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Eric Robson and his panel of experts visit Merseyside. Bunny Guinness, Pippa Greenwood and Bob Flowerdew answer the audience questions.

Eric Robson and his panel of experts visit Merseyside. Bunny Guinness, Pippa Greenwood and Bob Flowerdew answer the audience questions.

This week the panelists offer advice on when to harvest sweet potatoes, what to grow in a semi-shaded patch, and how to tackle a nasty case of Pytophthora.

They also suggest uses for homemade compost, ways to spruce up a messy alleyway, and methods for clearing an allotment of brambles.

Bunny Guinness meets with Ed Bastow of Material Change to track where green waste goes after it's been taken to the tip.

Produced by Dan Cocker
Assistant Producer: Laurence Bassett

A Somethin' Else production for BBC Radio 4.

Available now

43 minutes

Fact Sheet

Q  - When will we know when sweet potatoes are ready to harvest?

 

Bob - I tend to leave them in the containers of dry compost and use them usually by the beginning of the New Year.

 

Q - I have a difficult patch of ground – it’s semi-shaded, lots of tree roots and very dry light sandy soil. Can you recommend a corm or bulb that will tolerate these conditions and give me lots of colour?

 

Pippa – I would try some hardy Cyclamen from about July – August. They do well in a really miserable spot.

 

Bunny – I love Lilium Martagon. They look very exotic but dead easy to grow.

 

Bob – Herb Robert. There is a white flowered version you can get which is less aggressive. I have it mixed in with lily of the valley in a shady place.

 

Q – My garden has suffered from an infection of Phytophthora kernoviae so a lot of evergreen shrubs had to be removed. What is more resilient that could be planted there?

 

Pippa – Regularly check the forestry commissions website - there is an overlap between gardens, parks, and forest and they can draw up seemingly resistant plants.

 

Bunny – Hydrangeas but they are not evergreen, but they work well in that climate

 

Bob – Have a 10-year plan.  Put in things like hydrangeas and cardoons and other herbaceous plants to give you bulk. Even Pampas Grass. Find out what will work.

 

Q - Next door to my tiny garden are two 20ft (6.1m) evergreen trees. My flower beds are in full shade and dry as a bone. Advice?

 

Bunny - Have a chat to your neighbours. Maybe they hate them. I would go round with a big bottle of champagne.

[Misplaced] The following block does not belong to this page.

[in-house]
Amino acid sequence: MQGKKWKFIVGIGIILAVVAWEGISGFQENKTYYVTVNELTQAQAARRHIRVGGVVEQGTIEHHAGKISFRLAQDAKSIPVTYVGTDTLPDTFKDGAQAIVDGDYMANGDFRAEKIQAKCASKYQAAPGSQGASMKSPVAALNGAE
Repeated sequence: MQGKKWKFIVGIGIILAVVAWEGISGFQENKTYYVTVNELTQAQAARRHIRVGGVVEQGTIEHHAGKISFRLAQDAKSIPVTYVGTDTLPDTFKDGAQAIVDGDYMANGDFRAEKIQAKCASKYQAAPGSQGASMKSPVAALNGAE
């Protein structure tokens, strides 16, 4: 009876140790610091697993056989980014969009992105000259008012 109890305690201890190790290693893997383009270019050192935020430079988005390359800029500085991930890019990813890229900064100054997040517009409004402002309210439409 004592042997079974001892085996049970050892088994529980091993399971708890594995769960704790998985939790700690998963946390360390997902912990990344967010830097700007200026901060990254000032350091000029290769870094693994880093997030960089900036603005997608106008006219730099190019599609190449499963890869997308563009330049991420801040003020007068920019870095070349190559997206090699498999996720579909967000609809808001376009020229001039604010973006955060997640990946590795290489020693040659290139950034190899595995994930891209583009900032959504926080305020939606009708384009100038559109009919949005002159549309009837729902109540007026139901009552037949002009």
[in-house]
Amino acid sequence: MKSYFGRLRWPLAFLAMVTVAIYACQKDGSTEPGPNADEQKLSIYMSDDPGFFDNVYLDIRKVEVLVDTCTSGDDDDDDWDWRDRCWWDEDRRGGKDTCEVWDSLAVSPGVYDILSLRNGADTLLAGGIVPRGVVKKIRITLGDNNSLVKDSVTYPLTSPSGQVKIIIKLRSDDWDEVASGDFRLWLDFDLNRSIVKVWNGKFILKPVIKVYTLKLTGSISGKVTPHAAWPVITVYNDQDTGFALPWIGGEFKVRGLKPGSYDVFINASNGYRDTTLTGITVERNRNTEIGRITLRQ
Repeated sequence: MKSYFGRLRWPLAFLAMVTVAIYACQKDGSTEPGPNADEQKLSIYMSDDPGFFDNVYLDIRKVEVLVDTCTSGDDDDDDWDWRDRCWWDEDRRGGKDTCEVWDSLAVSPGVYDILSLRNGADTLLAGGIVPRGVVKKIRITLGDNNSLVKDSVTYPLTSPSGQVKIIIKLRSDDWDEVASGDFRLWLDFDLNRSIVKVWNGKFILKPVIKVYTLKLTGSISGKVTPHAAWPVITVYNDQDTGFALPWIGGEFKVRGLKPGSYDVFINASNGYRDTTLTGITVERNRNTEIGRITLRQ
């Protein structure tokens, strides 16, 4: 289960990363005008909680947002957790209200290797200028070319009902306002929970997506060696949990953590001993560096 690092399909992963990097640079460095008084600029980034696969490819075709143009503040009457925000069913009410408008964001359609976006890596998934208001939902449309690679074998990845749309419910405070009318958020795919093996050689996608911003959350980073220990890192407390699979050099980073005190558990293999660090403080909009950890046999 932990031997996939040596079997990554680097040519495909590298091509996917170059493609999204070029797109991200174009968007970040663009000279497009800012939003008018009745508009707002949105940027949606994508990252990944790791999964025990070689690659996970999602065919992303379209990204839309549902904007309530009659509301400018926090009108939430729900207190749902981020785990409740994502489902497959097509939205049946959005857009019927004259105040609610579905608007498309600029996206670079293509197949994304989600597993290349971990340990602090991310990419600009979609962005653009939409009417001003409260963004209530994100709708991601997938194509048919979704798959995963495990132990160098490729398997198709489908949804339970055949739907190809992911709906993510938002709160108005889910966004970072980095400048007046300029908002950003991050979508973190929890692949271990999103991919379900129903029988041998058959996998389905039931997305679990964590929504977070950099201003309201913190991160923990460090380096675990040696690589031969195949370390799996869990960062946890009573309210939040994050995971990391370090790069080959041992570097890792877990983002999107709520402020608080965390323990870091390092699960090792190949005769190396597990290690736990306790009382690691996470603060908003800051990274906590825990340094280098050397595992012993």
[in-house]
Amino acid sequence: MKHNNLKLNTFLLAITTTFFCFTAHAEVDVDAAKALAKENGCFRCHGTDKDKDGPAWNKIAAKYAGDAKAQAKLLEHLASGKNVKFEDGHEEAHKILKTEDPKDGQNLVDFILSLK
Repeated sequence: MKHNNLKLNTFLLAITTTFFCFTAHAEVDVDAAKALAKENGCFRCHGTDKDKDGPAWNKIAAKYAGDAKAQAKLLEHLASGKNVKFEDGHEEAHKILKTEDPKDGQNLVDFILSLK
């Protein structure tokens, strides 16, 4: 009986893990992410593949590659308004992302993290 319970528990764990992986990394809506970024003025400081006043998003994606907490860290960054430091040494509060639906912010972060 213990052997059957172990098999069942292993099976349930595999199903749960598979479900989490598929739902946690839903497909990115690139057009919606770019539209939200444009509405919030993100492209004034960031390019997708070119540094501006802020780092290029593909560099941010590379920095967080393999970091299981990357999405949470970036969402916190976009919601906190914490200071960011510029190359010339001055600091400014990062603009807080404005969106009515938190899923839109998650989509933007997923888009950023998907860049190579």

Pippa – Invite them round to see what the problem is in your garden.

 

Bob – Diplomacy before chainsaw.

 

Q – I have piles of homemade compost made since we moved to a house with a large garden. How else can we use it?

 

Bob - Make compost tea – when you are watering put a whole handful of compost into an old stocking and put that into a watering can. As a mulch put it round trees and shrubs – you can’t have too much compost.

 

Pippa - Offer it to struggling neighbour gardeners. Cut down on what you are buying in dramatically.

 

Bob – You can’t give away your compost; it’s like giving away your children

 

Q - I have a back alley and its got filled with coal ash from the fireplaces over the years and I would like to grow some plants and encourage some wildlife.

 

Bob – Go for containers so you can control what you put in them. And hanging baskets.

 

Bunny – Hazel (Corylus Avellana) and Holly (Ilex Aquifolium) and some flowers.

 

Eric - What I have done is turned it into a pathway for birds.  I made a foliage tunnel out of it and its amazing how many birds are attracted by that.

 

Bunny  – Put some water then too  - like a winding rill.

 

Bob – and then all you need is an ocean wave machine.

 

 Pippa – Herbaceous Germania grow well in miserable conditions

 

Q – What would you recommend a new allotment holder grow first after clearing the plot of brambles?

 

Bob – Start with just 2 or 3 packet of seeds the first year and see how they go. Then the following year and get rid of the ones you didn’t like and try a new 2-3 packets.

 

Bunny – I disagree there totally. I would grow everything I love. Deal with those brambles. When you have sorted them - The easy ones are courgettes, climbing French beans, cut-and-come-again lettuce and parsley – you can never have too much parsley.

 

Pippa – A Mattock is the most amazing piece of kit when you are trying to clear ground. It’s not easy but it will hugely increase your chances are properly clearing an area.

 

 

Q – I’ve had a bucket of little black bits in my shed for 15 years. No-one knows what they are. I’ve brought them with me. I would love to know what use they might have.

 

 

Bunny –They have had their day. Maybe if you had sown them 15 years ago.

 

Bob  - when you don’t know what something is its best not to spread it around.

 

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